Showing them the path, is Kala Mandir, a leading non profit in handicraft initiatives that has been spearheading a silent journey to revive dying art forms. From taking the artists to different handicraft fairs across the country to providing a market linkage to their products and helping their art forms to take shapes as desired by the market through capacity building and training, Kala Mandir has been instrumental in constantly supporting, nurturing and disseminating various art forms for more than a decade now.

But that is just the tip of an iceberg of change. The story lies in how Kala Mandir has managed to weave its aim of infusing life into vanishing art forms with other components of livelihood in a non-profit business model which has now become synonymous to growth and success. Named as Biponi, (a rural mart owned by a federation of SHGs facilitated by Kala Mandir in Jamshedpur) is the platform for these traditional art and craft handicrafts to reach out to the outer world.


Village women of a SHG formed by Kalamandir (photo courtesy: Kala Mandir)

"When we started working for promotion of rural art and craft, we could immediately realize that for them to survive, it was extremely essential to identify market linkages and find a space in the market for such products. And therefore, when the idea called Biponi was conceptualised, it was very clear that the centre would be an interface for the artists to reach out to the outer world," says Amitava Ghosh, Secretary, Kala Mandir.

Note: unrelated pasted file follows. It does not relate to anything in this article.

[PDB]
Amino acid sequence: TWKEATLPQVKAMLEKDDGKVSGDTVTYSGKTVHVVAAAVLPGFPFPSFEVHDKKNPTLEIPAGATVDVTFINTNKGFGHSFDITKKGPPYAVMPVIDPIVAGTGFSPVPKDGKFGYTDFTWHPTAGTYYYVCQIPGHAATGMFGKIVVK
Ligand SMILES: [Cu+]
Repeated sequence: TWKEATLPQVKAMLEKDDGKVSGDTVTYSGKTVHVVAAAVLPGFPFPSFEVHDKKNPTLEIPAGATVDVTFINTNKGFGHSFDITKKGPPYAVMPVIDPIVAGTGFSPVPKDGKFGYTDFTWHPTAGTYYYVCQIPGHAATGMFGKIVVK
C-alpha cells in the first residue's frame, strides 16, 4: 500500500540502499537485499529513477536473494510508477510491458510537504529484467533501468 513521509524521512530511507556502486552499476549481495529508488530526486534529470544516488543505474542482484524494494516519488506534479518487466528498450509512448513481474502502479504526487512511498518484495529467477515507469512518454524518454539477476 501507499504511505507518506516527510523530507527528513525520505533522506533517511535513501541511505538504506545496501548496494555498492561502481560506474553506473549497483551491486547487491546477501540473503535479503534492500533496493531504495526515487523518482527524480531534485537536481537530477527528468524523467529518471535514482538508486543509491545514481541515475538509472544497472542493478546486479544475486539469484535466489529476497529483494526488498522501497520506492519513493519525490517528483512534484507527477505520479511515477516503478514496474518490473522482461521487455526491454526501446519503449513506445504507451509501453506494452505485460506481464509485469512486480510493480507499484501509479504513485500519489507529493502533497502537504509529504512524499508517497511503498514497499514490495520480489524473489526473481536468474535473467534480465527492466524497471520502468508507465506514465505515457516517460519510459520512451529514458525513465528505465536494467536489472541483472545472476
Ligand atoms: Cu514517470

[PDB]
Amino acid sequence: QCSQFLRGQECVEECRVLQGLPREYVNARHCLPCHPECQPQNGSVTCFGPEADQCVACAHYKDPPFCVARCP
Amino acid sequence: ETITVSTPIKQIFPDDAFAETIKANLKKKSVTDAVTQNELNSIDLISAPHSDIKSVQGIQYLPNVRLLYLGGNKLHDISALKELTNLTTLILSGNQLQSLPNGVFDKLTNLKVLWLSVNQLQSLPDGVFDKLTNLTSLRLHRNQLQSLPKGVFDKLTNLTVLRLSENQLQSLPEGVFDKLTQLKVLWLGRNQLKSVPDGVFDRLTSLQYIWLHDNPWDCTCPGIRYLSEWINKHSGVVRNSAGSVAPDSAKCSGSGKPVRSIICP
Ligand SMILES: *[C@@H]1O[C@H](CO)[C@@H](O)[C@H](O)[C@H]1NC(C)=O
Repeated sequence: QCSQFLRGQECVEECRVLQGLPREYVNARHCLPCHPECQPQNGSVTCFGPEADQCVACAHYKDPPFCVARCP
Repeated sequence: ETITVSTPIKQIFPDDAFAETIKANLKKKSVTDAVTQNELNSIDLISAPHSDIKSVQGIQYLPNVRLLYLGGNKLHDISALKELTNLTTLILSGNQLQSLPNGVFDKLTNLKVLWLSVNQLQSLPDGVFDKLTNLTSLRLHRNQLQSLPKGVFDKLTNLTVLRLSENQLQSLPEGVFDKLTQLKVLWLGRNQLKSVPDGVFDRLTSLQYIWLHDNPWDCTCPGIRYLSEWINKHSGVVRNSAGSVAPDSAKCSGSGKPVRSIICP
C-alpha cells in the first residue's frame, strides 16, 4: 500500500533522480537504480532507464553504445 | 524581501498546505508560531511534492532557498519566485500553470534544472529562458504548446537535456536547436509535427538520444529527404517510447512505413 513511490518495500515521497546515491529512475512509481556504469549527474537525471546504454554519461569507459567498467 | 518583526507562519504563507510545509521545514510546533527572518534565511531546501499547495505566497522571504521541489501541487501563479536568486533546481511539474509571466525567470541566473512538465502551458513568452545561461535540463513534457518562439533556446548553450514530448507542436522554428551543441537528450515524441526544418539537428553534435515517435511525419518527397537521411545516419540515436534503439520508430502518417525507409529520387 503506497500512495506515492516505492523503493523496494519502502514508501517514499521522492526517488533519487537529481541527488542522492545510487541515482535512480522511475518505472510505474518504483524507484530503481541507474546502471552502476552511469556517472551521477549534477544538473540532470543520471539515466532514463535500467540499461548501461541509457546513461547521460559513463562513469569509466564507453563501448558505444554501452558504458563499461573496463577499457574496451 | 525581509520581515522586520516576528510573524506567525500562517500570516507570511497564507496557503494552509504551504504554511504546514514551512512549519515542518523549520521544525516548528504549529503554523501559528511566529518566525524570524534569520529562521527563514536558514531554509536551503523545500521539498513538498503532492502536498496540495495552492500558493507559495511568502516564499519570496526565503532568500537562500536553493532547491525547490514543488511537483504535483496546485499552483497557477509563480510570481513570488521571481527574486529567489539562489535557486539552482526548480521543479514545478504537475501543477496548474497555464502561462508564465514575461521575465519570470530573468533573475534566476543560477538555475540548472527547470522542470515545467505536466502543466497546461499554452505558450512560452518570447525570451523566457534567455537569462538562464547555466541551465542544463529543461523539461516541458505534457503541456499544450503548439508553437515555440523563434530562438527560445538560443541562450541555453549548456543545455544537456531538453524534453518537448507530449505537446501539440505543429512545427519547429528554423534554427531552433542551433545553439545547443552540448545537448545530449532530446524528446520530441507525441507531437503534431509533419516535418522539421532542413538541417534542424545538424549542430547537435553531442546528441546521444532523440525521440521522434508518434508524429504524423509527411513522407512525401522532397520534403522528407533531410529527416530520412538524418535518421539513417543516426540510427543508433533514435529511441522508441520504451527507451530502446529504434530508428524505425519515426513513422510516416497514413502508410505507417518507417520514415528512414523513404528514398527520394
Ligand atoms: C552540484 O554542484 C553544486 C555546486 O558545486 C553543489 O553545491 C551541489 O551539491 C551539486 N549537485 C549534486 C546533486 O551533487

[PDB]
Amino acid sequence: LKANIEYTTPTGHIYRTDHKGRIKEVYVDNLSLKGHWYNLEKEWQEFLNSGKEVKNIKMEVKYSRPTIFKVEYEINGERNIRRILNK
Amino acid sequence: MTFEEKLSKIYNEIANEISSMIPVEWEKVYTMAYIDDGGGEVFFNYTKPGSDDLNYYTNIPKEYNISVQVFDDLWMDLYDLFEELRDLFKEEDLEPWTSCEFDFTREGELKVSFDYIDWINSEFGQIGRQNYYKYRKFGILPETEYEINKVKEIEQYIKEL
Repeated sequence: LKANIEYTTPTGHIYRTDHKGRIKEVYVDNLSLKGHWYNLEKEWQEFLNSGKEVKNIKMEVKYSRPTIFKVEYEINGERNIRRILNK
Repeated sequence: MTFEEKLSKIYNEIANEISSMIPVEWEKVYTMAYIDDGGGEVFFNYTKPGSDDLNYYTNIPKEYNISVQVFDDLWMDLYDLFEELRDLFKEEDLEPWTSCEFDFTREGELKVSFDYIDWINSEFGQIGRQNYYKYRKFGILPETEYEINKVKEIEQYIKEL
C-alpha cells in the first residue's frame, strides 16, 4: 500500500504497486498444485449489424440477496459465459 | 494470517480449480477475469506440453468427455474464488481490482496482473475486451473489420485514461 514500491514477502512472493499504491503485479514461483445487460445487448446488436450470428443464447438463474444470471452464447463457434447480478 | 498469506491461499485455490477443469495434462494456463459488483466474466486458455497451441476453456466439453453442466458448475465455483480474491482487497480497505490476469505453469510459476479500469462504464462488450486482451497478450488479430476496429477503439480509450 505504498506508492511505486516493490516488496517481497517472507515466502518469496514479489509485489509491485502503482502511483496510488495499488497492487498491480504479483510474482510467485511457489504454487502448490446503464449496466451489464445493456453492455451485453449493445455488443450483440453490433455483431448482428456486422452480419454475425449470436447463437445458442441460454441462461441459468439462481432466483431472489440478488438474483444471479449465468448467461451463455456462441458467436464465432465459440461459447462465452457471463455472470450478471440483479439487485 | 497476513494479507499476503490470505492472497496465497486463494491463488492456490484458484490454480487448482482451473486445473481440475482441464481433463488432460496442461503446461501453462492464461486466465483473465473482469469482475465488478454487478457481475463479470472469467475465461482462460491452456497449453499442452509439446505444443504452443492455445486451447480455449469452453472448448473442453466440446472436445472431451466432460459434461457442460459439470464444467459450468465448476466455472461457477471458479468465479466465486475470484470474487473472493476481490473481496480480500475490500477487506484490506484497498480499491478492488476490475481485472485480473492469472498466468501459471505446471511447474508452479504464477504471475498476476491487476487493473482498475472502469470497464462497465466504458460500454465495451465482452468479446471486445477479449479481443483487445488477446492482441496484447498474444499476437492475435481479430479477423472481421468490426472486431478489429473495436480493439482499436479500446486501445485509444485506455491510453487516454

The aesthetically designed mart is home to bamboo products, grass mats, paper masks, Dokra art products among many others, all of which come from the training centres being run by Kala Mandir in 29 odd villages spread over three districts of Jharkhand. The uniqueness of the model in which Biponi operates lies in the fact that the artists themselves are present to handle the costumers and therefore get a first hand feedback on the needs and requirement of the emerging market trends. Apart from that there is a payment module by virtue of which the artists gets his due within a week and therefore is prevented from any sort of debt trap. Both the features in a way add to ownership feeling to the artists which is a very important element of any rural venture.